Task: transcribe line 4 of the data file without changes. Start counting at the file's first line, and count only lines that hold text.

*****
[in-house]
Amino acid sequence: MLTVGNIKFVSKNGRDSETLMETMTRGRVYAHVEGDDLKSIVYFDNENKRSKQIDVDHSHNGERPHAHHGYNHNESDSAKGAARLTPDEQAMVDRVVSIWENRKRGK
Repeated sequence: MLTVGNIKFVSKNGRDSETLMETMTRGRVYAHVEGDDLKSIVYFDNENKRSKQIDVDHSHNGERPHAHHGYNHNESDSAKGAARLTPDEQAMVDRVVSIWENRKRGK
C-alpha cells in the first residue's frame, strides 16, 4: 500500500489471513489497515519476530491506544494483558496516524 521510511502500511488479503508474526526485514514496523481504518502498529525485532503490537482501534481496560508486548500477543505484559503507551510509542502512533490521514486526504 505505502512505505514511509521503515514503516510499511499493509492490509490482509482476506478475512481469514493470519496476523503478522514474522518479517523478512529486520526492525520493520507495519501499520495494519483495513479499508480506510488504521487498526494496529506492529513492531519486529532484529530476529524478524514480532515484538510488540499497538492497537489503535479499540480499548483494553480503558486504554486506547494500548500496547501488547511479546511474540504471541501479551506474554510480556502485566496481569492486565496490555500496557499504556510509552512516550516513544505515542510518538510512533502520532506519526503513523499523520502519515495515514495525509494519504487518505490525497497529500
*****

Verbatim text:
C-alpha cells in the first residue's frame, strides 16, 4: 500500500489471513489497515519476530491506544494483558496516524 521510511502500511488479503508474526526485514514496523481504518502498529525485532503490537482501534481496560508486548500477543505484559503507551510509542502512533490521514486526504 505505502512505505514511509521503515514503516510499511499493509492490509490482509482476506478475512481469514493470519496476523503478522514474522518479517523478512529486520526492525520493520507495519501499520495494519483495513479499508480506510488504521487498526494496529506492529513492531519486529532484529530476529524478524514480532515484538510488540499497538492497537489503535479499540480499548483494553480503558486504554486506547494500548500496547501488547511479546511474540504471541501479551506474554510480556502485566496481569492486565496490555500496557499504556510509552512516550516513544505515542510518538510512533502520532506519526503513523499523520502519515495515514495525509494519504487518505490525497497529500